The Darjeeling Limited (2007)
Director: Wes Anderson
Cast: Owen Wilson, Adrien Brody, Jason Schwartzman, Bill Murray
Plot: Three American brothers who have not spoken to each other in a year set off on a train voyage across India with a plan to find themselves and bond with each other - to become brothers again like they used to be.
Genre: Adventure / Comedy / Drama
Awards: Won Little Golden Lion (Venice).
Rating: NC16 for language.
IN RETROSPECT (Spoilers: NO)
Is Wes Anderson really that good? Yes, he's one of the more promising directors around. But for the mainstream viewers, his works are an acquired taste. Judging from his latest independent effort, The Darjeeling Limited, it's evident that there’s talent in him.
Technically sound and competent, Anderson shows his skills here with the camera. He employs techniques like slow-motion capture (in key scenes featuring the main characters catching up with and boarding a departing train), and panning movements which concentrate on a talking person before moving on to another without cuts.
Two standout aspects of The Darjeeling Limited are its creative and fluid use of the camera (as briefly mentioned above), as well as its settings. The latter is commendable because exotic locations of India are scouted perfectly, highlighting the unique cultural dimension of the film.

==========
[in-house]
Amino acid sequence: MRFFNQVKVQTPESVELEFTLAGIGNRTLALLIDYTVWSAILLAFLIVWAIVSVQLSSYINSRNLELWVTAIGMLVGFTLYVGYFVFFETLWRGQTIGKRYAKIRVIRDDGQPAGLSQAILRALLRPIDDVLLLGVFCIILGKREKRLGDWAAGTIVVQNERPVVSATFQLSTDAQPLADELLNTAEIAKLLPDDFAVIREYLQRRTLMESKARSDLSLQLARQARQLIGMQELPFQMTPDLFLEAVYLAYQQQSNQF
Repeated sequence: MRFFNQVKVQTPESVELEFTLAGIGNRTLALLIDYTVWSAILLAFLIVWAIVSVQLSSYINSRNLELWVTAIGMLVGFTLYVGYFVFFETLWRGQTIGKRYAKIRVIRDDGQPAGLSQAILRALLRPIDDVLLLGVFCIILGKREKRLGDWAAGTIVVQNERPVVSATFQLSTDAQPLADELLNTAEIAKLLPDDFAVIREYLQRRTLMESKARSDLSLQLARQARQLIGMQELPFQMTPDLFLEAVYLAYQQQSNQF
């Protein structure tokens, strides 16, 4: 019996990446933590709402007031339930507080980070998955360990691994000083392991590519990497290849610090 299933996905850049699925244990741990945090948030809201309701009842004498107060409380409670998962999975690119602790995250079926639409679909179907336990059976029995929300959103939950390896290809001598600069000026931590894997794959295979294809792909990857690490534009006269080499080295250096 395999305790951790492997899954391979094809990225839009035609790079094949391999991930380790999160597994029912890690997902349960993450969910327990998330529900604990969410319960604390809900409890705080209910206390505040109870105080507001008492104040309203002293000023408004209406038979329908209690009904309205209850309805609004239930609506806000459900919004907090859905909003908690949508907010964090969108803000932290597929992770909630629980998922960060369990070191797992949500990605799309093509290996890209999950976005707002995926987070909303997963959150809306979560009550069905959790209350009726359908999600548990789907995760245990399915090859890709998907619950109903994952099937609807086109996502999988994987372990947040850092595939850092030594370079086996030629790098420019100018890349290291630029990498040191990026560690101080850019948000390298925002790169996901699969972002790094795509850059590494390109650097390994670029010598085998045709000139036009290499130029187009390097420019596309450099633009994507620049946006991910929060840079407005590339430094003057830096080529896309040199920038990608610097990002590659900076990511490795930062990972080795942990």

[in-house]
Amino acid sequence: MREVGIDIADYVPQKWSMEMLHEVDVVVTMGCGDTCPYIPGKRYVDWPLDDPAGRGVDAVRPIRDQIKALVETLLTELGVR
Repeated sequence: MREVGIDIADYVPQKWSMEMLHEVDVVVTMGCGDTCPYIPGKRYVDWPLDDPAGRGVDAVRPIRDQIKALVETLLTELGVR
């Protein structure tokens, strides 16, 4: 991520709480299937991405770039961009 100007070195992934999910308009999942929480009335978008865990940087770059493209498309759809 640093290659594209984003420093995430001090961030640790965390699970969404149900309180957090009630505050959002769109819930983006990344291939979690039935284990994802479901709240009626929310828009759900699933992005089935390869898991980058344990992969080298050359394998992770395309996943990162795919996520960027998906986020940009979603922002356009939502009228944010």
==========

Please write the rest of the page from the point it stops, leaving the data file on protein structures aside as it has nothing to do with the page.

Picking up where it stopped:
Anderson's film can be termed lightly as a visual spiritual journey, though its comedic undertones have a heavy resonance throughout the picture. It's an eye-opener for viewers, who will be able to witness the sights and sounds of one of Asia’s culturally-richest societies.
Sometimes, it feels a drag to watch the film, especially in the final third when the story exhausts itself, leaving the trio of Owen Wilson, Adrien Brody, and Jason Schwartzman alone to pursue after a lost cause. The Darjeeling Limited does not impress as much as I would like, but it is still capable of leaving an aftertaste that’s at the very least satisfactory, albeit one with an emotional void.
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